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[an error occurred while processing this directive]Friday, 18-Aug-2017 21:49:08 GMTBarbelith Webzine » Magick » Tarot in a nutshell
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 Tarot in a nutshellWritten: 21 JUN 2001
 
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Tarot in a nutshellTarot in a nutshell The Tarot is a divinatory system with a standard deck of 78 cards composed of 22 major arcana or trump cards, and 56 minor arcana or suit / pip cards. Divination is performed by shuffling the cards, then laying them in one of a set of patterns or folds, each of which is designed to answer a different type of question. Probably the most popular fold is the Celtic Cross, which is a general purpose spread used for examining the influences surrounding an issue or situation in both space and time. Another popular method of use is to draw a single card from the deck and contemplate its synchronicity with a given issue.

Many people who consult the Tarot use it to "tell the future." That is, they look for a static outcome to a given situation, or they use it to answer a question of the form: "should I _?" Within the context of magickal operations, this is not particularly useful. A magician consults the tarot to examine the causal influences surrounding a situation or action which might not otherwise be consciously available to him/her. For instance, it is customary to perform a divination before a working in order to be sure that one fully understands the effects of the ritual. It is also useful to draw and contemplate single cards from a deck to attune oneself to environmental influences which otherwise might remain hidden.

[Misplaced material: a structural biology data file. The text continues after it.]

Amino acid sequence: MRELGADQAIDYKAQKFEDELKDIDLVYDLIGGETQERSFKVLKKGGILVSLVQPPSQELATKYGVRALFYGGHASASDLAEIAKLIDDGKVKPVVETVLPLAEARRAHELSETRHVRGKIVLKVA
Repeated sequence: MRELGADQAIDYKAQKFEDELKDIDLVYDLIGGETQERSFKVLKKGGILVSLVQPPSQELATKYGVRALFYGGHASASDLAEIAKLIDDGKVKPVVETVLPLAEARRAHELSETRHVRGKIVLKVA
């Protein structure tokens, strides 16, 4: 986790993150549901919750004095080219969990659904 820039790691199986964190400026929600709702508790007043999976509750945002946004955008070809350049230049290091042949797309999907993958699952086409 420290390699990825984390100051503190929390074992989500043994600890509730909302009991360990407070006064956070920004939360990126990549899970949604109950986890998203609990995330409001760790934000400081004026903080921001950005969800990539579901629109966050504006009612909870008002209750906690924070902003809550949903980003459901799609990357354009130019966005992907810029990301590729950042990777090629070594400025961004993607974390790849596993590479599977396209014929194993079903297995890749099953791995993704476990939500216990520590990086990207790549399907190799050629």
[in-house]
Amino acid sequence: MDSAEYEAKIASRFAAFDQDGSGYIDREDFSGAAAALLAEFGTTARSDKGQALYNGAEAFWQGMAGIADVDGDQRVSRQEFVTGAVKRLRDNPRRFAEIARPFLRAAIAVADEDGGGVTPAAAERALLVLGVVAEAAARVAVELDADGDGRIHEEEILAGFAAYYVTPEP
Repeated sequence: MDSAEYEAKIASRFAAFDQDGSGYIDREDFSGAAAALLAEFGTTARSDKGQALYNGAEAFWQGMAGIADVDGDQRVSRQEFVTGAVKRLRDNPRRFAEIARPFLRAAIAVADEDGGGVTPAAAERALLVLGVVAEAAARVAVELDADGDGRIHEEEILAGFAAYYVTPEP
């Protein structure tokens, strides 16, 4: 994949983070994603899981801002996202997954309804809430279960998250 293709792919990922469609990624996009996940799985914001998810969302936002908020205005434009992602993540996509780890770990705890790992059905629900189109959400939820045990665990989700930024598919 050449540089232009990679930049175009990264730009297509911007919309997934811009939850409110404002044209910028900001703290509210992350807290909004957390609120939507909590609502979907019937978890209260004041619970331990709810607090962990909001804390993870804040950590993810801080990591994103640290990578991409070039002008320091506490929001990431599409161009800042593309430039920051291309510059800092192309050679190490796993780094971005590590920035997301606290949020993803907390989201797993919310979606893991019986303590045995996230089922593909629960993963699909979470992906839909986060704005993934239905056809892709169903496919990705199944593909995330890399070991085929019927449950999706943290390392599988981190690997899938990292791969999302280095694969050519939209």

Brief History

Although many claims have been made to its great antiquity, ancient Egyptian origin, etc.. the earliest known mention of the Tarot was in 1332 when King Alfonse XI of Leon and Castile prohibited its use. The earliest known deck still in existence is the Visconti-Sforza deck, one version of which holds 74 cards. None of the trumps or court cards are numbered. The cards may have evolved initially as a corruption of similar cards which existed in China and Korea around the 10th and 11th centuries. In the process of migrating to Europe, they mixed with other influences in the Near East, and the Tarot was born. This is not a definitive factual history. The truth is no one really knows for certain where the Tarot came from. The name Tarot itself most probably derives from the game "Tarocchi" which the cards were initially used to play. It was not originally an oracle.

The cards were more and more commonly seen as more divinatory tools than gaming pieces in the following centuries, however, perhaps the next great leap in the evolution of the Tarot was with Eliphas Levi, who was the first to not only determine the correspondences between the major arcana and the 22 letters of the Hebrew alphabet, but also with the paths on the Tree of Life. (See section on major arcana).

The modern Tarot, however, was more or less solidified by the work of the Hermetic Order of the Golden Dawn. The decks developed by the Golden Dawn served to further codify the Kabbalistic correspondences of the cards, as well as the alchemical symbolism of the decks. The Rider-Waite deck developed by G:.D:. member A.E. Waite and artist Pamela Coleman-Smith is still the standard deck, and is usually recommended for beginners to Tarot divination. The Wang deck, also based on the G:.D:. system is also a good standard deck, although I prefer the artwork of other decks.

Perhaps the best known deck- or maybe just the most notorious deck, is the Crowley-Thoth deck, developed by Aleister Crowley and illustrated by Lady Freida Harris. As with much associated with Crowley, people tend to love this deck or hate it, and not much in between (I once met a man who warned me not to use the deck, as it was a "poisoned" system). It is fairly standard in most aspects, with a few modifications to the major arcana, and is notable in that it incorporates a significant amount of far Eastern symbolism which other decks do not.